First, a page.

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Old June 26, 2013, 01:47 PM   #1
Rjeezie
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Dry Firing

So I've heard some people give advise about dry firing to get use to the trigger, help on technique, etc....

But then I've also heard that dry firing your weapon isn't good for the gun.

So which is the better advice here?
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Old June 26, 2013, 01:49 PM   #2
HK_Flo
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Snap caps.

I don't think dry firing a modern gun every once in awhile is a major concern, but if you are going to do 100s of trigger pulls I would get a snap cap to practice.
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Old June 26, 2013, 01:50 PM   #3
MTSCMike
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Dry fire. If the gun won't hold up to regular dry firing, get a different gun.
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Old June 26, 2013, 01:52 PM   #4
Constantine
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I don't risk it. With any gun. Just get some snap caps.
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Old June 26, 2013, 02:17 PM   #5
JWT
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Snap caps are inexpensive. Buy some, use them. Don't worry.
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Old June 26, 2013, 03:24 PM   #6
BuckRub
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Most better made guns state on manual they are safe for dry fire. If they're not I wouldn't bet my life with it. Agree on get a better made gun if yours says its unsafe to dry fire. And yes I do plenty of dry firing. I own a Glock.
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Old June 26, 2013, 03:59 PM   #7
southjk
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Agree with the above posters that it won't hurt a modern gun as long as it's a centerfire. Don't dry fire rimfire guns such as a .22.
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Old June 26, 2013, 04:29 PM   #8
Koda94
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I was told its ok to dry fire guns with round cylindrical firing pins but not ok for any other type like rectangular pins such as rim fire caliber... 22lr.
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Old June 26, 2013, 09:03 PM   #9
Rjeezie
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Thanks for the feedback...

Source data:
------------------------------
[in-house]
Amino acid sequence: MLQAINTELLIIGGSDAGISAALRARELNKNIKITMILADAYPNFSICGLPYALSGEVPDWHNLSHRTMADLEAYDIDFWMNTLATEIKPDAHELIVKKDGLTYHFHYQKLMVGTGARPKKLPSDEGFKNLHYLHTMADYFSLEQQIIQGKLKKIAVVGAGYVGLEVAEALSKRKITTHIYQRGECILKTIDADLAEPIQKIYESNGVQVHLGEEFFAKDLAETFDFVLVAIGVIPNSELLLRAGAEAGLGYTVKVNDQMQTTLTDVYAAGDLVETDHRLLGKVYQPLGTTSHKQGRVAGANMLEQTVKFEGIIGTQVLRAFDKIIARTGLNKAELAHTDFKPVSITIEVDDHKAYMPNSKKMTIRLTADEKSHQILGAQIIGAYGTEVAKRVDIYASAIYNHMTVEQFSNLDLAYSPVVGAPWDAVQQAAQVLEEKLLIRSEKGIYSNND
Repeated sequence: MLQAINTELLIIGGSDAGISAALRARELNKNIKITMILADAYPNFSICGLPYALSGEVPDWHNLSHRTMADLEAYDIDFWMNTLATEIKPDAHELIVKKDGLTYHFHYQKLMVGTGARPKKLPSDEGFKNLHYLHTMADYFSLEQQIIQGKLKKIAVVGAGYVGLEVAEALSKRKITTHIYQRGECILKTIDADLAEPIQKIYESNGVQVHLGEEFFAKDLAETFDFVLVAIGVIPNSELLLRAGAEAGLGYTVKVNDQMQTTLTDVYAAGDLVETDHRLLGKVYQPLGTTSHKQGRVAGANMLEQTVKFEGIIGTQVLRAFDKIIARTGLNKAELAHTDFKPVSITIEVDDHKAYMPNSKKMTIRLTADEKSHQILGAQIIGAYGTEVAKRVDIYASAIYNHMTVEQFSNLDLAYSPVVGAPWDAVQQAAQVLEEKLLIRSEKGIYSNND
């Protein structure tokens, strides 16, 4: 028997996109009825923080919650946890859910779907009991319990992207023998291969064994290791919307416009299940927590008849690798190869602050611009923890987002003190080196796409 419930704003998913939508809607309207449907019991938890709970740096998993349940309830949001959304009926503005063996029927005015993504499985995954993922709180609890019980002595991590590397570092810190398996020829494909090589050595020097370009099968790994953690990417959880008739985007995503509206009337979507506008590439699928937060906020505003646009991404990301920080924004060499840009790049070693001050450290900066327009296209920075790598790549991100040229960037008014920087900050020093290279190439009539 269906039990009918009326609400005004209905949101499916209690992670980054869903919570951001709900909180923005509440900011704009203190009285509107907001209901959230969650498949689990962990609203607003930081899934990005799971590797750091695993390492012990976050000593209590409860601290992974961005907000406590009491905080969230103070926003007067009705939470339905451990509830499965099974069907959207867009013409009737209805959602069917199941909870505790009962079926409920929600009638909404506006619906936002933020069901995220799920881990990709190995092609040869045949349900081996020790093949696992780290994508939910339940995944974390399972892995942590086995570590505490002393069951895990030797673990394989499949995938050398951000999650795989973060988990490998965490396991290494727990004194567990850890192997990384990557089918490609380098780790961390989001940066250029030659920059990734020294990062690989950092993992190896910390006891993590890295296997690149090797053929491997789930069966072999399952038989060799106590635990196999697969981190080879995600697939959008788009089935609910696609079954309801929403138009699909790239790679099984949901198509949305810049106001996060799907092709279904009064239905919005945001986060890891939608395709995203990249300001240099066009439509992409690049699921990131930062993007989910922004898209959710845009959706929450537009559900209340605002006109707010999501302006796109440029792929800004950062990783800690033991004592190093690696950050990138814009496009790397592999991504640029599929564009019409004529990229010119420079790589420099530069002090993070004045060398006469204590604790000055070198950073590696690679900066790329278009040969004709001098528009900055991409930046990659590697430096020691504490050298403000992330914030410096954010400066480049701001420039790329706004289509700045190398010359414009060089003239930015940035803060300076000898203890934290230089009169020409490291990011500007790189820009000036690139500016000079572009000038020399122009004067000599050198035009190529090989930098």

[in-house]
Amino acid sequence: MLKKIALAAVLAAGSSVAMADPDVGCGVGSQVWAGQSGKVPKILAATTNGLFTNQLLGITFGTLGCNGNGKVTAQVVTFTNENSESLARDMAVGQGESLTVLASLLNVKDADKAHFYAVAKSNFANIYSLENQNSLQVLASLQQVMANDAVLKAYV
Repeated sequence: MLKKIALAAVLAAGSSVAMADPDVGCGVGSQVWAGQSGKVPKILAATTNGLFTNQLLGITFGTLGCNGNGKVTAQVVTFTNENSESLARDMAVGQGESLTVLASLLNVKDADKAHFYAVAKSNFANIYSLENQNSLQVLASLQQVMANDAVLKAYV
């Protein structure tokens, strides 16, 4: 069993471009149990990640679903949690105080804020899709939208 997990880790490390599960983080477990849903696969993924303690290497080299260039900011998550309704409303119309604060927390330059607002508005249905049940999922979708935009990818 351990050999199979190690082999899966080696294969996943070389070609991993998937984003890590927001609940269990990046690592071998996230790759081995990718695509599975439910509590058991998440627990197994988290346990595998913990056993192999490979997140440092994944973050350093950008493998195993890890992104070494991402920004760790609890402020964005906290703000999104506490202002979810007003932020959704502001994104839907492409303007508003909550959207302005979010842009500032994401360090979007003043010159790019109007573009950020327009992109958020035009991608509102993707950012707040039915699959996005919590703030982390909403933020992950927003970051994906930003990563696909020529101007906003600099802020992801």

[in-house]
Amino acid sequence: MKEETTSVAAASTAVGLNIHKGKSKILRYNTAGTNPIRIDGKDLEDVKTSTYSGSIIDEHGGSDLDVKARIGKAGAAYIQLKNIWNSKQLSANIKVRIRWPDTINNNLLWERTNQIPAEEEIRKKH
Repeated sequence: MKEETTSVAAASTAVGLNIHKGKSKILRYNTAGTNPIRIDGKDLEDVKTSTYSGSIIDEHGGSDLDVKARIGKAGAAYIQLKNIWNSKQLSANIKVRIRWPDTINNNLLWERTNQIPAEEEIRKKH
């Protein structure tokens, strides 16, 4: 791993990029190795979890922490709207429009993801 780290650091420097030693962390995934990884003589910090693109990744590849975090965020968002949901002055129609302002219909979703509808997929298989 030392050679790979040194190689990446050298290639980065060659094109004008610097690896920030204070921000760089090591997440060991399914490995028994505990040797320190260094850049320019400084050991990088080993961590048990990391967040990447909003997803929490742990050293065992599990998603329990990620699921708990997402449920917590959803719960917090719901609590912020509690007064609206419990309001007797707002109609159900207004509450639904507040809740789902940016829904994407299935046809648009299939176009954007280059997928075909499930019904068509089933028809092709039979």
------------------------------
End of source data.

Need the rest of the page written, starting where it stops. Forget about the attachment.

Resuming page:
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Old June 26, 2013, 09:04 PM   #10
Rjeezie
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Never heard of snap caps before.... interesting...
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Old June 26, 2013, 10:23 PM   #11
Mike19
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Not all snap caps are equal. IMHO, A-Zoom brand are the best.
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Old June 27, 2013, 08:14 AM   #12
jmr40
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Depends on the gun. Very few modern guns will be hurt, even safe with a lot of 22's today. I wouldn't do it with a SXS or OU shotgun because of their design. The only gun I own that the owners manual advises not to do it is a Kel-Tec P 3-AT. I have been dry firing every thing else I own or have ever owned for close to 50 years with no problems. I've never owned a snap cap.

I own a 40 year old Remington 700 that has probably been dry fired 100,000 times or more over the years. That is over $100,000 in ammo, you cannot afford to live fire a gun enough to become a really good shot. Every good shot I know dry fires at least 100 times for practice for each round of live fire. Dry fire away. If something breaks, it would have broken at exactly the same round count if you had only been live firing.
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Old June 27, 2013, 09:30 AM   #13
deepcreek
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I am not really sure if it is bad/how bad? but I like to take care of my guns so I always use snap caps and don't worry about it.

When things strike nothing it is usually harder on them. If you strike the air with a hammer it will do more damage to your arm them striking wood. The wood absorbs the force without it the force stays in your arm.
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Old June 27, 2013, 12:34 PM   #14
Slopemeno
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OP- exactly *which* gun?
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Old June 27, 2013, 01:04 PM   #15
Rjeezie
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XDS or a SP101... But this is also good to know on future guns as well... Want to start doing some draw practices at home from the waist, as well as just shooting technique in general
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Old June 27, 2013, 02:51 PM   #16
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Not to pile on, but my view of snap caps is that, although some people say they should be used and others say they are not necessary, no one says they are harmful; therefore, I use them. A-Zooms are the best I have found by a considerable margin.
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